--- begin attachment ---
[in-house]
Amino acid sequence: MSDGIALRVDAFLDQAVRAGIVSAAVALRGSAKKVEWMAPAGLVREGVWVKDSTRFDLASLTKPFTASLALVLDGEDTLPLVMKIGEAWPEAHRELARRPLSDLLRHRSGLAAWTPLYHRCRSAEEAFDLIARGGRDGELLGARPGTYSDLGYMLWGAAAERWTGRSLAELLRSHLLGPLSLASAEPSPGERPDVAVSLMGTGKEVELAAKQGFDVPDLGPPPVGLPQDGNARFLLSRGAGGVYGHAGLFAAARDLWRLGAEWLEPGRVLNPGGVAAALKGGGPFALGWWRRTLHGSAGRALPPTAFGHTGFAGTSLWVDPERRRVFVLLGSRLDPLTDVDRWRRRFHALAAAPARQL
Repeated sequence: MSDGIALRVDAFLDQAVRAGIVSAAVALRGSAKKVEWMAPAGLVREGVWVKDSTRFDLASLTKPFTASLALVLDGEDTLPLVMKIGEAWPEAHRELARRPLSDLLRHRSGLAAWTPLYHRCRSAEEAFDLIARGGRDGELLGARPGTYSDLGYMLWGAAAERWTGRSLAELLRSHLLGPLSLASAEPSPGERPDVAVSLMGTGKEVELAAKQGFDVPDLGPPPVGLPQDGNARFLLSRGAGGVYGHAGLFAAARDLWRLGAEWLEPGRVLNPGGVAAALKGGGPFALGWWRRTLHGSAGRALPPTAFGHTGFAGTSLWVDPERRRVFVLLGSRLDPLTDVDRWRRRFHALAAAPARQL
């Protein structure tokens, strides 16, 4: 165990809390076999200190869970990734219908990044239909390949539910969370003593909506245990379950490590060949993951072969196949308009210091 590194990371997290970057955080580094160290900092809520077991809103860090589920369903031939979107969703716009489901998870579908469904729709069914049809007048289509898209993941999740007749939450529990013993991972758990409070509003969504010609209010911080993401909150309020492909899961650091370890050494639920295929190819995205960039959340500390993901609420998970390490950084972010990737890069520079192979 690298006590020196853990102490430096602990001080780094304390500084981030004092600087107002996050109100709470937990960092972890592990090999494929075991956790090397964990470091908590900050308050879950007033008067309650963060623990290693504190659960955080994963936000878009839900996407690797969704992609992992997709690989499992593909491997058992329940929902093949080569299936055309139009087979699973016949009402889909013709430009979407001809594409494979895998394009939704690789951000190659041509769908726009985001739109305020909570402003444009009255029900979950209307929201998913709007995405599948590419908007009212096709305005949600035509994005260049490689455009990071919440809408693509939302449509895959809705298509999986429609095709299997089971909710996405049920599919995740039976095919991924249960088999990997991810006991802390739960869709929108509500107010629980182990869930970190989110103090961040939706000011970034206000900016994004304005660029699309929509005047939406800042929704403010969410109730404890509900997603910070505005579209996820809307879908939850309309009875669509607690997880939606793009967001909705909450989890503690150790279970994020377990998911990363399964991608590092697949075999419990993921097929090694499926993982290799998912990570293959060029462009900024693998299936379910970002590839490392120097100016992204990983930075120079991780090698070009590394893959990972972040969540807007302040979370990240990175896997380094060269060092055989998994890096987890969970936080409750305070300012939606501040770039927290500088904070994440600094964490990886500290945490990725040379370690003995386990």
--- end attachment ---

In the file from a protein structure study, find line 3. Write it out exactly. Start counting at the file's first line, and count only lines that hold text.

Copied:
Repeated sequence: MSDGIALRVDAFLDQAVRAGIVSAAVALRGSAKKVEWMAPAGLVREGVWVKDSTRFDLASLTKPFTASLALVLDGEDTLPLVMKIGEAWPEAHRELARRPLSDLLRHRSGLAAWTPLYHRCRSAEEAFDLIARGGRDGELLGARPGTYSDLGYMLWGAAAERWTGRSLAELLRSHLLGPLSLASAEPSPGERPDVAVSLMGTGKEVELAAKQGFDVPDLGPPPVGLPQDGNARFLLSRGAGGVYGHAGLFAAARDLWRLGAEWLEPGRVLNPGGVAAALKGGGPFALGWWRRTLHGSAGRALPPTAFGHTGFAGTSLWVDPERRRVFVLLGSRLDPLTDVDRWRRRFHALAAAPARQL